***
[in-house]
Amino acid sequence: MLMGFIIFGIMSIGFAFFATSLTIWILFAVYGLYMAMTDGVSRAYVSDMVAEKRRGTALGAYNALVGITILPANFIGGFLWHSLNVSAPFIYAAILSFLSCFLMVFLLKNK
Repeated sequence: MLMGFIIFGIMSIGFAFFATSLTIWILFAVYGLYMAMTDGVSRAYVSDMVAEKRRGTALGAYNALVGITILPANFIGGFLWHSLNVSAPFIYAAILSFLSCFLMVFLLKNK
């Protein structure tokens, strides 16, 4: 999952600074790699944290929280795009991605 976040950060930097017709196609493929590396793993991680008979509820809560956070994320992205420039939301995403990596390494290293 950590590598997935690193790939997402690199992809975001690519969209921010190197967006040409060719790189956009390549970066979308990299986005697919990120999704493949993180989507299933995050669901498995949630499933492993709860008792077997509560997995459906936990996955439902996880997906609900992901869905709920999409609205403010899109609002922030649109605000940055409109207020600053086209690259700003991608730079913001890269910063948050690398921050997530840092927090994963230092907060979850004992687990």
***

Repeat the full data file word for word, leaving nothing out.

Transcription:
[in-house]
Amino acid sequence: MLMGFIIFGIMSIGFAFFATSLTIWILFAVYGLYMAMTDGVSRAYVSDMVAEKRRGTALGAYNALVGITILPANFIGGFLWHSLNVSAPFIYAAILSFLSCFLMVFLLKNK
Repeated sequence: MLMGFIIFGIMSIGFAFFATSLTIWILFAVYGLYMAMTDGVSRAYVSDMVAEKRRGTALGAYNALVGITILPANFIGGFLWHSLNVSAPFIYAAILSFLSCFLMVFLLKNK
């Protein structure tokens, strides 16, 4: 999952600074790699944290929280795009991605 976040950060930097017709196609493929590396793993991680008979509820809560956070994320992205420039939301995403990596390494290293 950590590598997935690193790939997402690199992809975001690519969209921010190197967006040409060719790189956009390549970066979308990299986005697919990120999704493949993180989507299933995050669901498995949630499933492993709860008792077997509560997995459906936990996955439902996880997906609900992901869905709920999409609205403010899109609002922030649109605000940055409109207020600053086209690259700003991608730079913001890269910063948050690398921050997530840092927090994963230092907060979850004992687990």